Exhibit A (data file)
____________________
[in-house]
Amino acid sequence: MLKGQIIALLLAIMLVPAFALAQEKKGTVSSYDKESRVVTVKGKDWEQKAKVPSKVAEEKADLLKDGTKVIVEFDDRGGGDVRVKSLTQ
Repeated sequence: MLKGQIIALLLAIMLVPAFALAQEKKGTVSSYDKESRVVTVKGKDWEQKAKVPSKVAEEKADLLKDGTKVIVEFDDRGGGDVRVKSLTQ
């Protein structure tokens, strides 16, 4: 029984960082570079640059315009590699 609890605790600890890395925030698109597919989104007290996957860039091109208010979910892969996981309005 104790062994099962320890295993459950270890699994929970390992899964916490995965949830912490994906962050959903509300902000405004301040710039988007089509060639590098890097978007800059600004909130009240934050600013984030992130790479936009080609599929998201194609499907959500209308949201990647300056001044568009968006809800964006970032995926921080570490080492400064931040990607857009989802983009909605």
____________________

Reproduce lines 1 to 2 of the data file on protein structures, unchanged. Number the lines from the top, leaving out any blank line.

[in-house]
Amino acid sequence: MLKGQIIALLLAIMLVPAFALAQEKKGTVSSYDKESRVVTVKGKDWEQKAKVPSKVAEEKADLLKDGTKVIVEFDDRGGGDVRVKSLTQ